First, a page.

New Travel Agency Represents Evolution

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Two months ago, the six largest U.S. airlines decided to stop paying most commissions to travel agents who sell their tickets. Airline industry analysts said the commissions were an unnecessary expense at a time when carriers are struggling to restore their financial health following Sept. 11.

But the decision to end commissions which had been continually reduced since 1995 had major implications for travel agencies throughout the nation. Some said the airlines' decision forced them to revamp their businesses, and to charge consumers higher service fees for booking airline tickets. Some, like Rim Travel in Payson, closed their doors forever in the wake of seeing as much as 50 percent of their profits fly away.

And everyone agreed that, if the neighborhood travel agency was going to survive in any fashion, it would have to undergo a radical change.

Hence, the proliferation across the country of travel agencies with a whole new focus just like Cruise Port, the full-service agency that has been residing in Rim Travel's former storefront since February.

As its name implies, Cruise Port specializes in sending its clients around the world via luxury ships, and in taking care of all of their land and vacation package needs.

The company also sells airline tickets, owner Ralph Schessler said, but for a $30 service fee.

Schessler, a longtime industry veteran, retired from the conventional side of the business three years ago, when he left Daybreak Travel in Fountain Hills and started up a home-based cruise-only business out of his new Payson home.

"I was doing very well just selling cruises," he said. "My decision to move the business from my home happened at just about the same time I saw the 'For Rent' sign on this building. Rim Travel did such a wonderful job, this seemed like the ideal location."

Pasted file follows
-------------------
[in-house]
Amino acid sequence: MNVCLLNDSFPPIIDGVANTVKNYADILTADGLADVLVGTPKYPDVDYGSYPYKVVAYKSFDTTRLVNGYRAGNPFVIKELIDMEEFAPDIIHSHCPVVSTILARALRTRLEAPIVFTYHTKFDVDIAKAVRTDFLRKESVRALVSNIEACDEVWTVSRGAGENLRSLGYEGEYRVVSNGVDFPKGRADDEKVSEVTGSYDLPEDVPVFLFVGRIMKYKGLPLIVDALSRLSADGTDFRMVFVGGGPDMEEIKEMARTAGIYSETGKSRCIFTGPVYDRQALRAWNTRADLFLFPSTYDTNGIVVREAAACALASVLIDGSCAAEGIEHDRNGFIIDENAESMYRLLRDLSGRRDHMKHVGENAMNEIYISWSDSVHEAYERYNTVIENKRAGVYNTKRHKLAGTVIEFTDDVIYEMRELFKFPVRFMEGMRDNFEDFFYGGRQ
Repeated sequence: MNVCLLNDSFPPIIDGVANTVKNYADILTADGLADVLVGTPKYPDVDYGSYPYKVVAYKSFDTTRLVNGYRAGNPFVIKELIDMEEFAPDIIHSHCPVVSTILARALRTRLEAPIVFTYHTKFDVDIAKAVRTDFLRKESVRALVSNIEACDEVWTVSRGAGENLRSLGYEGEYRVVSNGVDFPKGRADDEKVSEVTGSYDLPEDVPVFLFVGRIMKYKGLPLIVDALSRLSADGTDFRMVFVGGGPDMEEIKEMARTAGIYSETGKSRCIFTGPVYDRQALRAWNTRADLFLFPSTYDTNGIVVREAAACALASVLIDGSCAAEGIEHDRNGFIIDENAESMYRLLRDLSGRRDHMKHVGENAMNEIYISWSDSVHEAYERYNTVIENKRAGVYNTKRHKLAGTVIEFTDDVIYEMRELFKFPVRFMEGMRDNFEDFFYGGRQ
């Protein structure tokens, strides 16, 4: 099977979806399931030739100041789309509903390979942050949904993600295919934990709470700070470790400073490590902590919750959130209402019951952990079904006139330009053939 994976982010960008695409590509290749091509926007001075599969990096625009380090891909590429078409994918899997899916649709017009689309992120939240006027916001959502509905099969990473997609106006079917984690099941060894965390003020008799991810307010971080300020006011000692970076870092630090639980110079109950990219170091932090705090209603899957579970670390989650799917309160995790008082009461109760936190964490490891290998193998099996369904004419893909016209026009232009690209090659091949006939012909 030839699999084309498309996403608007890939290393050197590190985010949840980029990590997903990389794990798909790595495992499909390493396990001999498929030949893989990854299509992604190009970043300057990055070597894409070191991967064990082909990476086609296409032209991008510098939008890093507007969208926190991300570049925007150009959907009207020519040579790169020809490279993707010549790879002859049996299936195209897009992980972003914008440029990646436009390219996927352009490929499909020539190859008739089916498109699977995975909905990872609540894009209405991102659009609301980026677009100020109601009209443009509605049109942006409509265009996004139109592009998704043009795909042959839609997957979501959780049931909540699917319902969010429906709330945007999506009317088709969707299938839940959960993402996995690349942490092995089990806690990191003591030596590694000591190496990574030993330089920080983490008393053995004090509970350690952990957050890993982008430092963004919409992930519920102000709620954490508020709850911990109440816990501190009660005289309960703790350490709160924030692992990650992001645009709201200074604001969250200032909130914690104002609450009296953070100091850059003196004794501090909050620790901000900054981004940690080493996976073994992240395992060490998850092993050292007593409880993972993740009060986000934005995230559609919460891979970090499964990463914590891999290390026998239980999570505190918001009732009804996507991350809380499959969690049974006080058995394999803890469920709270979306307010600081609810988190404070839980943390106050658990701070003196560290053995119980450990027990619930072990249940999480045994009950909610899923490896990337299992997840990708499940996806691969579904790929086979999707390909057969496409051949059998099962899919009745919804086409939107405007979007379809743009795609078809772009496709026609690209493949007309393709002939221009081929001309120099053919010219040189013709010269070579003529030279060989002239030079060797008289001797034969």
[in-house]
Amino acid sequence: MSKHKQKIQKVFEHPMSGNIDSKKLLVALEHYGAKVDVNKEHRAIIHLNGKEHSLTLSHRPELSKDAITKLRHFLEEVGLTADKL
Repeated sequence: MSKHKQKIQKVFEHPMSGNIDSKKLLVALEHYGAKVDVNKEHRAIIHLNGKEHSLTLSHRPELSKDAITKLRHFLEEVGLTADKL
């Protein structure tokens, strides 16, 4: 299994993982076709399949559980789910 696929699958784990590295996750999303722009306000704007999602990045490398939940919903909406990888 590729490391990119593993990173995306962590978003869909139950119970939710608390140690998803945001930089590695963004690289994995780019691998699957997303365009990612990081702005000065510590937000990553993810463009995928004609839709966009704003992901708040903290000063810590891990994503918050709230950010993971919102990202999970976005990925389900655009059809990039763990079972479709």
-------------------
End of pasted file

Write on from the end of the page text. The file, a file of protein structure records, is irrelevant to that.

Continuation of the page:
Schessler's next step was to team up with Claudia Humphrey and use her 30-year industry experience. Their combined talents, Schessler said, have turned into "a boon for us.

"Claudia is very strong in land and cruise packages, and I'm a master cruise counselor certified by the Cruise Lines International Association and there's less than 3,000 of us in the whole world," he said. "So between us, there isn't a vacation package we can't help you save money on."

The popularity of cruises, Schessler said, is not simply the result of the new direction his industry has taken. World events have had considerable impact, too.

"Cruises were popular before 9/11, but since then people have started deciding that they want to stay closer to home," he said. "The cruise lines sensed that, and they moved a lot of their ships from Europe to ports around the United States. And we're filling them up partly because the client perceives that this is a pretty safe value with a lot of options."

The primary benefit of cruising over other forms of vacation travel, Schessler said, is that "you unpack once and see the world. The ship is your home. You can go ashore and see all the sights and take all the tours you want in a certain port, and that evening you're back on the ship."

The best bargains on the horizon, he added, are Alaskan and Mexican Riviera cruises, which are "filling up fast," and the Caribbean, "where the best values are right now."

Cruise Port is at 408 S. Beeline Highway, Suite A.

For more information, call 472-7878.

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